Book Image

Hands-On Spring Security 5 for Reactive Applications

By : Tomcy John
Book Image

Hands-On Spring Security 5 for Reactive Applications

By: Tomcy John

Overview of this book

Spring Security enables developers to seamlessly integrate authorization, authentication, and a range of security features for complex enterprise applications. This book provides a hands-on approach to developing reactive applications using Spring and will help you get up and running in no time. Complete with step-by-step explanations, practical examples, and self-assessment questions, the book begins by explaining the essential concepts of reactive programming, Spring Framework, and Spring Security. You’ll then learn about a variety of authentication mechanisms and how to integrate them easily with a Spring MVC application. You’ll also understand how to achieve authorization in a Spring WebFlux application using Spring Security. Furthermore, the book will take you through the configuration required to implement OAuth2 for securing REST APIs, and guide you in integrating security in microservices and serverless applications. Finally, you’ll be able to augment add-ons that will enhance any Spring Security module. By the end of the book, you’ll be equipped to integrate Spring Security into your Java enterprise applications proficiently.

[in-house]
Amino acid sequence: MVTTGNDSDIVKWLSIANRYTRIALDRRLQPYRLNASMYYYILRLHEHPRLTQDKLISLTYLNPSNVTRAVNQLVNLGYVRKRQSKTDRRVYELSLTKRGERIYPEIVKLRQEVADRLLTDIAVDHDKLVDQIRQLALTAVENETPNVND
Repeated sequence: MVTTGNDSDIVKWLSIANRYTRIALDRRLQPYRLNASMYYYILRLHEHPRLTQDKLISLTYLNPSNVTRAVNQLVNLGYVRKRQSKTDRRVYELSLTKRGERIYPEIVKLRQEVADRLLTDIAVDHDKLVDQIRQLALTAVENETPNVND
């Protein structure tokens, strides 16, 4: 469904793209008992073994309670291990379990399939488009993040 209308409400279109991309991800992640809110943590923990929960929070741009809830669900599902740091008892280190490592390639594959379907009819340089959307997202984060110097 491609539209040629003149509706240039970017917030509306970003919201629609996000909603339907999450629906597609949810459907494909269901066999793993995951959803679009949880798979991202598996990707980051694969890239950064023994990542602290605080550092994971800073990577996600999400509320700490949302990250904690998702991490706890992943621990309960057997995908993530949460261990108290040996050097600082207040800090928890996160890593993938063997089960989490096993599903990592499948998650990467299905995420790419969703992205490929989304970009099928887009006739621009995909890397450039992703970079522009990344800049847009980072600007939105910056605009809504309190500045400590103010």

Table of Contents (15 chapters)
Title Page
Copyright and Credits
Packt Upsell

Other Spring Security capabilities

Spring Security has a number of capabilities apart from core security features, authentication and authorization. Some of the most important ones are listed here. In Chapter 7Spring Security Add-Ons, we will go through each of these in more detail using hands-on coding. We will build on the example that we have created in this chapter and explain each of these very important Spring Security capabilities:

  • Remember-me authentication: This is also known as persistent-login, and it allows websites to remember a user's identity in between multiple sessions. Spring Security provides a couple of implementations (hashed-token-based and persistent-token-based) that make this easy.
  • Cross Site Request Forgery (CSRF): This is a very common security exploit employed by hackers to do unethical operations, whereby unauthorized commands are sent on behalf of the user. Spring Security allows us to fix this exploit easily with configurations.
  • Cross-Origin Resource Sharing...